Victor Mwanga refers to the expanse of bamboo crops in his compound as fruits of a love story. To him, the trees represent the love he shares with his wife, and how that love spurred them to venture into the unknown world of bamboo-farming, despite the cloud of hopelessness that hang over them when he quit employment five years ago.
Before he handed in his resignation letter, he was in turmoil. The thrill he once had when he started out as a logistician at an international company, fresh from Eldoret National Polytechnic, was fading.
His work schedule was full of travel that constantly separated him from his young family. Pressure to outperform competitors became so intense that he dreaded walking into the office. “I would get headaches, and I was often fatigued. I needed something different,” he says.
The night after his resignation, he and his wife, Flora, had what he terms as one of the most difficult conversations they have had as a couple. “I had no plan. I did not know what was next, or where money to pay our bills would come from,” he says.
He moved to Shamakhokho village, Kakamega County, where he had a small parcel of land covered in shrubs. Among the shrubs were 47 bamboo trees he had bought from the Kenya Forestry Research Institute (Kefri) in Maseno when he was fencing the land in 2007.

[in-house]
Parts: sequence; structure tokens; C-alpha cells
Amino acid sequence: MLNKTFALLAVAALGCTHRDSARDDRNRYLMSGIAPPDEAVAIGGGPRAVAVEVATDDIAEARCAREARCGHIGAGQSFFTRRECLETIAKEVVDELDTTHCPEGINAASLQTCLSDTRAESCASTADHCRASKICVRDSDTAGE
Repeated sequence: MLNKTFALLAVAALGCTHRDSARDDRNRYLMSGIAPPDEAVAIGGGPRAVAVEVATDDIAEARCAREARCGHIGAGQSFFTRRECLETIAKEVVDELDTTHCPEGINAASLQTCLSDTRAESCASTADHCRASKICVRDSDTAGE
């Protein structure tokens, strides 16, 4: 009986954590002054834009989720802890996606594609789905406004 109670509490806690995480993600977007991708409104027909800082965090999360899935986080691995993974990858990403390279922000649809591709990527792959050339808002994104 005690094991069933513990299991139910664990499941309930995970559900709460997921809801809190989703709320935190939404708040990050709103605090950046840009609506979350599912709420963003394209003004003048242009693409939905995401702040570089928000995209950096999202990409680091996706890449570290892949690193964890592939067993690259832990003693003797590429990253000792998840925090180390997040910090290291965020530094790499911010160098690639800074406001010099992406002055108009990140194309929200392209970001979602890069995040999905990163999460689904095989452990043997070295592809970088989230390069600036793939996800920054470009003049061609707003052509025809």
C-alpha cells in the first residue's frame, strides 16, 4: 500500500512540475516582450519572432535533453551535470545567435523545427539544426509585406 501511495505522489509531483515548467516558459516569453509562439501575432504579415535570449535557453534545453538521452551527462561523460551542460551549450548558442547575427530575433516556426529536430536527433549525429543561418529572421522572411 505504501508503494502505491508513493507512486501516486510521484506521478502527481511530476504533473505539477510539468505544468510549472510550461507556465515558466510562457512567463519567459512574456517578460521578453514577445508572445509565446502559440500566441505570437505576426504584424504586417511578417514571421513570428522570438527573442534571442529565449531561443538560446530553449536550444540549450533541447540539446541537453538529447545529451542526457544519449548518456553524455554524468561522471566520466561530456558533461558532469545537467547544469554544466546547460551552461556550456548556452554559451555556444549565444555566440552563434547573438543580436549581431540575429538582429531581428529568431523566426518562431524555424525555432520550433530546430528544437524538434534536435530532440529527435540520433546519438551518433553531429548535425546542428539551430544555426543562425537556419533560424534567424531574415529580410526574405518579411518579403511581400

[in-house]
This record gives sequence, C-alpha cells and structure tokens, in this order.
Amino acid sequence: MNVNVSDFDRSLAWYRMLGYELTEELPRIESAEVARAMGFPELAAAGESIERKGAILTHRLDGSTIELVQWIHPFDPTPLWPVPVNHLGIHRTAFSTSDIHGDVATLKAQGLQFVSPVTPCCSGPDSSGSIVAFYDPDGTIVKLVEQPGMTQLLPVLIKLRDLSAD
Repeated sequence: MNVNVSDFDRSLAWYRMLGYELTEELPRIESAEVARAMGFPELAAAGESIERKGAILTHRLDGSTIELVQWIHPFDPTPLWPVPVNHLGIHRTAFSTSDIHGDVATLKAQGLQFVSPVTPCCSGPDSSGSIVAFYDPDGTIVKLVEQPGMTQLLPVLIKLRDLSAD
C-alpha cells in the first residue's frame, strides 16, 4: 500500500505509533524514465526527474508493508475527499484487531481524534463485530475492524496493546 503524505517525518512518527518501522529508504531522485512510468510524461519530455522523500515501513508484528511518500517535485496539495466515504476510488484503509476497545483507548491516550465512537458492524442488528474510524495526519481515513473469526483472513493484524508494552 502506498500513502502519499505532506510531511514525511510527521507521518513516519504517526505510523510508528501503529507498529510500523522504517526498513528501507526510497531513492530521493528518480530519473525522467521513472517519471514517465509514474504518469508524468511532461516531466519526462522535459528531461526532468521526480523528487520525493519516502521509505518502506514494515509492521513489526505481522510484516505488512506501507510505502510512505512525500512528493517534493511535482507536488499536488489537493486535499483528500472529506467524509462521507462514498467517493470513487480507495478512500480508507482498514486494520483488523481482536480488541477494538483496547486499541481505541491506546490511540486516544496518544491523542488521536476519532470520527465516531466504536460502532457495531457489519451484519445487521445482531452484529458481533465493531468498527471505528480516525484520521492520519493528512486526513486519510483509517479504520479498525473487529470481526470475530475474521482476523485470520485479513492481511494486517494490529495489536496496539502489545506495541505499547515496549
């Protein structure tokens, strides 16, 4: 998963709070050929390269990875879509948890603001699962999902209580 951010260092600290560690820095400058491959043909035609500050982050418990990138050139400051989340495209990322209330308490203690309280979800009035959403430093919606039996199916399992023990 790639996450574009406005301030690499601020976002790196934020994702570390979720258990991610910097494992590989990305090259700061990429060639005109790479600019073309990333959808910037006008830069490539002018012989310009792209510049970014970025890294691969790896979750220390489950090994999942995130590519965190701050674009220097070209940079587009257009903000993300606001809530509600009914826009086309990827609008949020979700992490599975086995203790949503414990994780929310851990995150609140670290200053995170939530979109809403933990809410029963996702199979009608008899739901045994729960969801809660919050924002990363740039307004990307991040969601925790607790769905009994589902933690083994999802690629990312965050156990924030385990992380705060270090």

“They had become tall, towering over us. I realised I could make money out of them,” he says. He almost dismissed the idea when he started researching on bamboo-farming in Kenya.
There were no renowned farmers who had tried it. There were only small-scale farmers who were doing it for aesthetics. There was no market for the trees, and research companies were uncertain of the best breed that could be grown commercially in the region.
Mwanga was convinced his millions were buried in the bamboo trees. He stretched his research to the deepest crevasses of the internet where he met international bamboo growers who would discuss issues such as seedling development, plantation establishment, harvesting, post-harvest management and value addition.